If you watched Friday's opening ceremonies for the 2014 Sochi Games, you might notice something off about the above image of Vladimir Putin in his presidential lounge. More than a few observers around the world did, anyway -- namely that the image of the Olympic rings on his television doesn't match what actually happened during the ceremonies, when one of the snowflakes intended to open into the fifth ring malfunctioned. (And launched a clever t-shirt.)
Famously, here's what the attendees in the stadium and TV viewers across the globe saw:
So how were the rings on Putin's TV complete? Because Russian state TV didn't actually show the goof. As the malfunction began, the Associated Press reports, host broadcaster Rossiya 1 cleverly (if deceitfully) cut to rehearsal footage of the rings' formation and an ensuing fireworks display that never went off at the actual ceremonies.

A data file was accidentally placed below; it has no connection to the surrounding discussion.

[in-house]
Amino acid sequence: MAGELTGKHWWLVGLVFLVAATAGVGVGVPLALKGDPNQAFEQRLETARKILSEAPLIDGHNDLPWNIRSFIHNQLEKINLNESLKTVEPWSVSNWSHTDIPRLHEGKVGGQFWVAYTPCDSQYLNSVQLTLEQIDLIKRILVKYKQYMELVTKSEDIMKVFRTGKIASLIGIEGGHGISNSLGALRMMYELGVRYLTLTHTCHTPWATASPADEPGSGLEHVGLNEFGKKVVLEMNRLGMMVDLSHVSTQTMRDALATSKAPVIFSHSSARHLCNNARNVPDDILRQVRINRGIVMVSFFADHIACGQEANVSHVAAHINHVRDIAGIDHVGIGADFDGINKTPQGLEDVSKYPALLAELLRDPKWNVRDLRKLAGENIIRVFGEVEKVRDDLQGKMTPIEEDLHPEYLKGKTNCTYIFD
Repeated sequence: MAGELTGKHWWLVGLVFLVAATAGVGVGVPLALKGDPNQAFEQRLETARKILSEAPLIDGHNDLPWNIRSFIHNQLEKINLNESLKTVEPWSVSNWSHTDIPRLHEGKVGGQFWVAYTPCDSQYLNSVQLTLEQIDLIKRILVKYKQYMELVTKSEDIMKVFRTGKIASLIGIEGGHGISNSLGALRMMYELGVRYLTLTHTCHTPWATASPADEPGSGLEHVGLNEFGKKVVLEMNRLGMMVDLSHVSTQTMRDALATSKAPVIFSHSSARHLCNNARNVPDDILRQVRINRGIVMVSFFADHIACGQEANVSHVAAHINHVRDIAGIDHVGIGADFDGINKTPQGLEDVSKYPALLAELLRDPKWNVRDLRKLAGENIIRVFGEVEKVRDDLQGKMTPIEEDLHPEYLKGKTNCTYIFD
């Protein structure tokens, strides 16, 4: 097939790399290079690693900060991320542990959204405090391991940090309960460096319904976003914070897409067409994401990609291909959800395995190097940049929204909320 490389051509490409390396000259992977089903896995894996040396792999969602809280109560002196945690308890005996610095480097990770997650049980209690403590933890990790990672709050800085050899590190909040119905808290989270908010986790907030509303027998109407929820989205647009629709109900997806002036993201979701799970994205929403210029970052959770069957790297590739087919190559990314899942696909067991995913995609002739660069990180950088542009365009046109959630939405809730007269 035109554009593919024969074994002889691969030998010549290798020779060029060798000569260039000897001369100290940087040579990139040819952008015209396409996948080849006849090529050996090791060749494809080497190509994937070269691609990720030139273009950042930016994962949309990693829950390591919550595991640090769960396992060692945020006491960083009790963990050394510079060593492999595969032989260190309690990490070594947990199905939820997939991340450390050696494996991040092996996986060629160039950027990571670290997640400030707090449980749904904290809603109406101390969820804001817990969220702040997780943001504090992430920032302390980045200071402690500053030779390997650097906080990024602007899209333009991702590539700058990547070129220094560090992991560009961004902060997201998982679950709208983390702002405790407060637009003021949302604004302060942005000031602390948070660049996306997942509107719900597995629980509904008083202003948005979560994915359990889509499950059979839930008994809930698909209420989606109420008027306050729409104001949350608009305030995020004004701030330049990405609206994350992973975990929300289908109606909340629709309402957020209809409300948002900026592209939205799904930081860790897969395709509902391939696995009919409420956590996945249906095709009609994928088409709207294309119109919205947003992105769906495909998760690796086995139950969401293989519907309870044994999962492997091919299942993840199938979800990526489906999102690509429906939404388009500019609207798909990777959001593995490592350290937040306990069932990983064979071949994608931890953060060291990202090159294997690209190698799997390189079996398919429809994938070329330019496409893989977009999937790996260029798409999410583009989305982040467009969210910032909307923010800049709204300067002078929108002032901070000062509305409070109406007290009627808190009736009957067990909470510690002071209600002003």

Rossiya producers confirmed the switch to the AP, saying it was important to preserve the imagery of the games. Ceremonies executive creative director Konstantin Ernst took credit for realizing the malfunction and calling for the rehearsal footage.
IOC official (and French ski great) Jean-Claude Killy endorsed the decision, telling the AP "it didn't show on television, thank God."
Russia shouldn't feel too bad, though; the failure of one of the giant ice arms intended to rise and cradle the Olympic cauldron at the Vancouver opening ceremonies -- one that cause a minute-long awkward delay -- was at least as embarrassing. And everyone in Canada saw that.